Better use of grass may help weather BSE storm
Cutting costs by better grass management was the theme of last weeks Irish Grassland Association beef meeting held in County Laois, Eire. Emma Penny reports
EXTENDED grazing and better use of grass during the main growing season looks set to help two Irish beef producers weather the BSE crisis.
Brothers Richard and Gerard Booth farm 121ha (300 acres) at the Heath, near Portlaoise and currently finish their heifers at 300kg deadweight off grass with supplementary concentrate after Sept 1. Steers are housed mid-October and finished in March and April, averaging 385kg deadweight last year.
The 69 Friesian cross Limousin and Angus cows currently calve from January to April, with weaning in October and housing in December. But the brothers aim to bring average calving date forward to Feb 1, finishing steers on Dec 1, while they are also examining the feasibility of finishing heifers at 12-14 months.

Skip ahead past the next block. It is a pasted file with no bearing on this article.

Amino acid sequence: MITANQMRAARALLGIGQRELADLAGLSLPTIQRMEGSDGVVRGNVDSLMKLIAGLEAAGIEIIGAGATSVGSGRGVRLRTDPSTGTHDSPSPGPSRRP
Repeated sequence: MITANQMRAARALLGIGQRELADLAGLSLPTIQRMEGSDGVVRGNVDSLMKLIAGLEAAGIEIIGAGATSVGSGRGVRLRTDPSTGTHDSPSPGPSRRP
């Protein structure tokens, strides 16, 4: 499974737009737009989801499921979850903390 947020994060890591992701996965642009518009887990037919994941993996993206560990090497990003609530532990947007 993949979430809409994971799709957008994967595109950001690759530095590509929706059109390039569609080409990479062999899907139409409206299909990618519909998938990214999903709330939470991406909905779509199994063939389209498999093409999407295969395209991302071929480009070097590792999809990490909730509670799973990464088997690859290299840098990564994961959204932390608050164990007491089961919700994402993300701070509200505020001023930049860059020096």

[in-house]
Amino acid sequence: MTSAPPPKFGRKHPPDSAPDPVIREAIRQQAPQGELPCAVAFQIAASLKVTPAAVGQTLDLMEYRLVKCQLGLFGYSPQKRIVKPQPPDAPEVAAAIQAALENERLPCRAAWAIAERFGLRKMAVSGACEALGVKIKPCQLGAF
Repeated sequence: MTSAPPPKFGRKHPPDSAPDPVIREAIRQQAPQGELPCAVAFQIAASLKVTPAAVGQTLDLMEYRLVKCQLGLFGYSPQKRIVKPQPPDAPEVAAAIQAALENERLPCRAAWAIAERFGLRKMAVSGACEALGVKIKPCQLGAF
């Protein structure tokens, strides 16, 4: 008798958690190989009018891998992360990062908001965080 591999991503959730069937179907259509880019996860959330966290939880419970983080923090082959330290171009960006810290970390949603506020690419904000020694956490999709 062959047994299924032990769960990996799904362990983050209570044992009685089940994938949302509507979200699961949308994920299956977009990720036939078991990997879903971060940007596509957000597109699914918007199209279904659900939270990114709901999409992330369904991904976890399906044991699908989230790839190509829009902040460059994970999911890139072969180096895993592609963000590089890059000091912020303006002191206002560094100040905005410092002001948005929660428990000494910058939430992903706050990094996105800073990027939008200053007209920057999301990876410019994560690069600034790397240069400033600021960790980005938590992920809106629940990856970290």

Better use of grass is central to this plan, said Richard Booth. Progress so far has focused on developing rotational paddock grazing. But this is likely to change, for the farm has 45ha (110 acres) devoted to cereal and beet crops, and rotating crops round the farm makes a paddock system tricky – fences have to be removed each time a field is ploughed up.
"We are going to revert to larger fields again, and strip grazing with back fencing, moving the fences every two days. That means I will be able to see grass supply three to four weeks in front of the cattle, and plan accordingly." The change in calving date and increased reliance on grass should cut cost/kg weight gain from £1.27/ kg for heifers and £1.38/kg for bullocks finished inside, which includes the cost of the cow, but not suckler cow premium, to about 80p/kg, which is about 60p/kg without the cost of the cow included.
"We should get a better weight gain and be able to finish cattle more quickly. Extending the period they are at grass will also reduce costs significantly."
Over 220 farmers and advisers attended this years IGA beef meeting. Most could nearly double production from grass, said Granges Eddie ORiordan.